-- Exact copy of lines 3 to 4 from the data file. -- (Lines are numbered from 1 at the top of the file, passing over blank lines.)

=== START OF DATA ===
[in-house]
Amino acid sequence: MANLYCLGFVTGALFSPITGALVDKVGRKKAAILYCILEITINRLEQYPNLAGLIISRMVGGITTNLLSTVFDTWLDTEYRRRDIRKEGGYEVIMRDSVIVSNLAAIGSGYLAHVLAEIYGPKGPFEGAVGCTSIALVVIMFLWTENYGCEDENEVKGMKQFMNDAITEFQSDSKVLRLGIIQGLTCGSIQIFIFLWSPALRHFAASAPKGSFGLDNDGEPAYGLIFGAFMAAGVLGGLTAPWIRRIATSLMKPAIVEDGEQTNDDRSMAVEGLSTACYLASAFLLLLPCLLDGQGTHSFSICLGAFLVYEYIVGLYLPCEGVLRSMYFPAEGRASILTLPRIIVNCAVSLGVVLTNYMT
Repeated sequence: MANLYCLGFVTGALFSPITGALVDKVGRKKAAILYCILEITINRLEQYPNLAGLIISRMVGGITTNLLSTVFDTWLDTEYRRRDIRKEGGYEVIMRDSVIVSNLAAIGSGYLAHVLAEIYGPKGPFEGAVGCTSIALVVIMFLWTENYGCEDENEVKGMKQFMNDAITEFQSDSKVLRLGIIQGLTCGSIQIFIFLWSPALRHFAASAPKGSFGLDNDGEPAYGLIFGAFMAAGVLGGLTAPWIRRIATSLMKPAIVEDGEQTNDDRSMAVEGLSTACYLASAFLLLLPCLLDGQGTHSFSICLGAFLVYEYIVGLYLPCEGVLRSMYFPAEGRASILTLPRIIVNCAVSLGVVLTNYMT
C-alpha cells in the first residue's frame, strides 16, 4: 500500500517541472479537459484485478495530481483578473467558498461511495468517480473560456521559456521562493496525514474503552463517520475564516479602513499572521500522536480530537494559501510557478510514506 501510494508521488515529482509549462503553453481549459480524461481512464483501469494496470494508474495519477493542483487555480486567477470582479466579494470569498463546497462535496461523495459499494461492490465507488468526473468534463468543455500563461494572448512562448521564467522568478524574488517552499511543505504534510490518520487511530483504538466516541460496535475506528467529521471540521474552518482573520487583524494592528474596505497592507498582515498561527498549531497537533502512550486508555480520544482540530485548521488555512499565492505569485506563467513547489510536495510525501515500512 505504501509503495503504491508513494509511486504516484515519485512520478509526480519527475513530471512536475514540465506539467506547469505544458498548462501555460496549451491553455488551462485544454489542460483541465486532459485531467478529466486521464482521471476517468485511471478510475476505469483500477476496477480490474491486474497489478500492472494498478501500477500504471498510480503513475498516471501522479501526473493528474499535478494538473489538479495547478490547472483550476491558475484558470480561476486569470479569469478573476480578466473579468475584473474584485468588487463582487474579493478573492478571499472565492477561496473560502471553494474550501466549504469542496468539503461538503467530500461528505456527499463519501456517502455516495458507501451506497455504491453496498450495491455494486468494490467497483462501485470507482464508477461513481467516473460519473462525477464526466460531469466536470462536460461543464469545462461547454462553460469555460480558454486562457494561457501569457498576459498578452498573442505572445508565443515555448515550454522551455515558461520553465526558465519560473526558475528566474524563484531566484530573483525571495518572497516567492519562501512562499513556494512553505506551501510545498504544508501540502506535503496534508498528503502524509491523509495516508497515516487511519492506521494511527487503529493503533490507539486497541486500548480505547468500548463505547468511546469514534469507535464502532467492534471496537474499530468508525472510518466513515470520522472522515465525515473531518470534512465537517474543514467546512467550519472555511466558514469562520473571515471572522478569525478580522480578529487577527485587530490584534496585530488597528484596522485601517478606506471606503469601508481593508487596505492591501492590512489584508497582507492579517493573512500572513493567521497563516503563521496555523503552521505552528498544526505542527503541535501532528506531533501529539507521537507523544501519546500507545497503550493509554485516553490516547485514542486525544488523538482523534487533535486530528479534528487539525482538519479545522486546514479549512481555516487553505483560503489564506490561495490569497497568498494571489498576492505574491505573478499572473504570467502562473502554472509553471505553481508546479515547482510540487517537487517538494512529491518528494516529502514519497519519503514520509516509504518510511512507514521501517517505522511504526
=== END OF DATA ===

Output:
Repeated sequence: MANLYCLGFVTGALFSPITGALVDKVGRKKAAILYCILEITINRLEQYPNLAGLIISRMVGGITTNLLSTVFDTWLDTEYRRRDIRKEGGYEVIMRDSVIVSNLAAIGSGYLAHVLAEIYGPKGPFEGAVGCTSIALVVIMFLWTENYGCEDENEVKGMKQFMNDAITEFQSDSKVLRLGIIQGLTCGSIQIFIFLWSPALRHFAASAPKGSFGLDNDGEPAYGLIFGAFMAAGVLGGLTAPWIRRIATSLMKPAIVEDGEQTNDDRSMAVEGLSTACYLASAFLLLLPCLLDGQGTHSFSICLGAFLVYEYIVGLYLPCEGVLRSMYFPAEGRASILTLPRIIVNCAVSLGVVLTNYMT
C-alpha cells in the first residue's frame, strides 16, 4: 500500500517541472479537459484485478495530481483578473467558498461511495468517480473560456521559456521562493496525514474503552463517520475564516479602513499572521500522536480530537494559501510557478510514506 501510494508521488515529482509549462503553453481549459480524461481512464483501469494496470494508474495519477493542483487555480486567477470582479466579494470569498463546497462535496461523495459499494461492490465507488468526473468534463468543455500563461494572448512562448521564467522568478524574488517552499511543505504534510490518520487511530483504538466516541460496535475506528467529521471540521474552518482573520487583524494592528474596505497592507498582515498561527498549531497537533502512550486508555480520544482540530485548521488555512499565492505569485506563467513547489510536495510525501515500512 505504501509503495503504491508513494509511486504516484515519485512520478509526480519527475513530471512536475514540465506539467506547469505544458498548462501555460496549451491553455488551462485544454489542460483541465486532459485531467478529466486521464482521471476517468485511471478510475476505469483500477476496477480490474491486474497489478500492472494498478501500477500504471498510480503513475498516471501522479501526473493528474499535478494538473489538479495547478490547472483550476491558475484558470480561476486569470479569469478573476480578466473579468475584473474584485468588487463582487474579493478573492478571499472565492477561496473560502471553494474550501466549504469542496468539503461538503467530500461528505456527499463519501456517502455516495458507501451506497455504491453496498450495491455494486468494490467497483462501485470507482464508477461513481467516473460519473462525477464526466460531469466536470462536460461543464469545462461547454462553460469555460480558454486562457494561457501569457498576459498578452498573442505572445508565443515555448515550454522551455515558461520553465526558465519560473526558475528566474524563484531566484530573483525571495518572497516567492519562501512562499513556494512553505506551501510545498504544508501540502506535503496534508498528503502524509491523509495516508497515516487511519492506521494511527487503529493503533490507539486497541486500548480505547468500548463505547468511546469514534469507535464502532467492534471496537474499530468508525472510518466513515470520522472522515465525515473531518470534512465537517474543514467546512467550519472555511466558514469562520473571515471572522478569525478580522480578529487577527485587530490584534496585530488597528484596522485601517478606506471606503469601508481593508487596505492591501492590512489584508497582507492579517493573512500572513493567521497563516503563521496555523503552521505552528498544526505542527503541535501532528506531533501529539507521537507523544501519546500507545497503550493509554485516553490516547485514542486525544488523538482523534487533535486530528479534528487539525482538519479545522486546514479549512481555516487553505483560503489564506490561495490569497497568498494571489498576492505574491505573478499572473504570467502562473502554472509553471505553481508546479515547482510540487517537487517538494512529491518528494516529502514519497519519503514520509516509504518510511512507514521501517517505522511504526